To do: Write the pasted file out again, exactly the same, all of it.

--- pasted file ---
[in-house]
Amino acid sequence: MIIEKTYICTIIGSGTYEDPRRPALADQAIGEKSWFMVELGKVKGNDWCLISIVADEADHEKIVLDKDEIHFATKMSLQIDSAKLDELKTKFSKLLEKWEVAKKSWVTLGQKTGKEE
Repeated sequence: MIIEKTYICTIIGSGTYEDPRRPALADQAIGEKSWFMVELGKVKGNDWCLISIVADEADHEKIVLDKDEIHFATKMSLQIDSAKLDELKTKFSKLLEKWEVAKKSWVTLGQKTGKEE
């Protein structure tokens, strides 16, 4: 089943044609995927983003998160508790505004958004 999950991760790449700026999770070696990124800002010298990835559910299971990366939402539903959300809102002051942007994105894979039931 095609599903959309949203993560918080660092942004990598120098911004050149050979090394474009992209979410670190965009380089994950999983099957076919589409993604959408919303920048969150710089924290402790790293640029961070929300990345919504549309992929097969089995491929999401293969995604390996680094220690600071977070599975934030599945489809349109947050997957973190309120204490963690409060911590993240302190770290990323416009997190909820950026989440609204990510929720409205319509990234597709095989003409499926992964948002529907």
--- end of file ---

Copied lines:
[in-house]
Amino acid sequence: MIIEKTYICTIIGSGTYEDPRRPALADQAIGEKSWFMVELGKVKGNDWCLISIVADEADHEKIVLDKDEIHFATKMSLQIDSAKLDELKTKFSKLLEKWEVAKKSWVTLGQKTGKEE
Repeated sequence: MIIEKTYICTIIGSGTYEDPRRPALADQAIGEKSWFMVELGKVKGNDWCLISIVADEADHEKIVLDKDEIHFATKMSLQIDSAKLDELKTKFSKLLEKWEVAKKSWVTLGQKTGKEE
């Protein structure tokens, strides 16, 4: 089943044609995927983003998160508790505004958004 999950991760790449700026999770070696990124800002010298990835559910299971990366939402539903959300809102002051942007994105894979039931 095609599903959309949203993560918080660092942004990598120098911004050149050979090394474009992209979410670190965009380089994950999983099957076919589409993604959408919303920048969150710089924290402790790293640029961070929300990345919504549309992929097969089995491929999401293969995604390996680094220690600071977070599975934030599945489809349109947050997957973190309120204490963690409060911590993240302190770290990323416009997190909820950026989440609204990510929720409205319509990234597709095989003409499926992964948002529907």